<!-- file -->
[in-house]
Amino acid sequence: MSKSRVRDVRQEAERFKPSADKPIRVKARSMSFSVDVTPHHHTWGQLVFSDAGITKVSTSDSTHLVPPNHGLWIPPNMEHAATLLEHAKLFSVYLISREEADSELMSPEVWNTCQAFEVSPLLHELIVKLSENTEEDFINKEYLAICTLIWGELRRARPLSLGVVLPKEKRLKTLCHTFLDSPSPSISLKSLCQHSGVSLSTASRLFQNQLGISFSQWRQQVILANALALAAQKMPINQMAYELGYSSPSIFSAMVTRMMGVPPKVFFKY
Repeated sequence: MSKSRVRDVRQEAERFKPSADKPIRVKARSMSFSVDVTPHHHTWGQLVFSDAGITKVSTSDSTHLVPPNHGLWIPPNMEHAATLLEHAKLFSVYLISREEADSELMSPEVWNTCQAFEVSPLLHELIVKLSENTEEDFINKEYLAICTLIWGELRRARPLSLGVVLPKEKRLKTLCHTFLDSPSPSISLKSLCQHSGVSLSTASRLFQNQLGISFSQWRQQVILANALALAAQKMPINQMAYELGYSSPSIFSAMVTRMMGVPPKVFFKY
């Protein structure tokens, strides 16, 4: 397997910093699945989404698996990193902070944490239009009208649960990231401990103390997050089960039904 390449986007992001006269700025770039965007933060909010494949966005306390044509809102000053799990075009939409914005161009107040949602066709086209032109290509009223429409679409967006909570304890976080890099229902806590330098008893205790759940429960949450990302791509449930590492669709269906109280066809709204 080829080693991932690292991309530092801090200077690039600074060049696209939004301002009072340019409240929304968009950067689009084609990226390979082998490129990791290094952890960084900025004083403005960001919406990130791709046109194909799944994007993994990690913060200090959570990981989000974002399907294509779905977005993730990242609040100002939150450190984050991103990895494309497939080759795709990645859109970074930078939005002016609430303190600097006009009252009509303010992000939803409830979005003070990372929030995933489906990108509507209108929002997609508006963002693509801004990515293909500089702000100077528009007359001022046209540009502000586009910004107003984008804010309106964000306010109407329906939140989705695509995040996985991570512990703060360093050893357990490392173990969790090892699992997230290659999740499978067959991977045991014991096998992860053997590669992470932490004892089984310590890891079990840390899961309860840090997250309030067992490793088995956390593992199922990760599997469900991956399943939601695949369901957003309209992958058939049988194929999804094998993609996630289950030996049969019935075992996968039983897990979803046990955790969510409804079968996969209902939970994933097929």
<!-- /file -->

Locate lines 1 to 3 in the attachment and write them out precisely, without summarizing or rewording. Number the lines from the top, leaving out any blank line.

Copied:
[in-house]
Amino acid sequence: MSKSRVRDVRQEAERFKPSADKPIRVKARSMSFSVDVTPHHHTWGQLVFSDAGITKVSTSDSTHLVPPNHGLWIPPNMEHAATLLEHAKLFSVYLISREEADSELMSPEVWNTCQAFEVSPLLHELIVKLSENTEEDFINKEYLAICTLIWGELRRARPLSLGVVLPKEKRLKTLCHTFLDSPSPSISLKSLCQHSGVSLSTASRLFQNQLGISFSQWRQQVILANALALAAQKMPINQMAYELGYSSPSIFSAMVTRMMGVPPKVFFKY
Repeated sequence: MSKSRVRDVRQEAERFKPSADKPIRVKARSMSFSVDVTPHHHTWGQLVFSDAGITKVSTSDSTHLVPPNHGLWIPPNMEHAATLLEHAKLFSVYLISREEADSELMSPEVWNTCQAFEVSPLLHELIVKLSENTEEDFINKEYLAICTLIWGELRRARPLSLGVVLPKEKRLKTLCHTFLDSPSPSISLKSLCQHSGVSLSTASRLFQNQLGISFSQWRQQVILANALALAAQKMPINQMAYELGYSSPSIFSAMVTRMMGVPPKVFFKY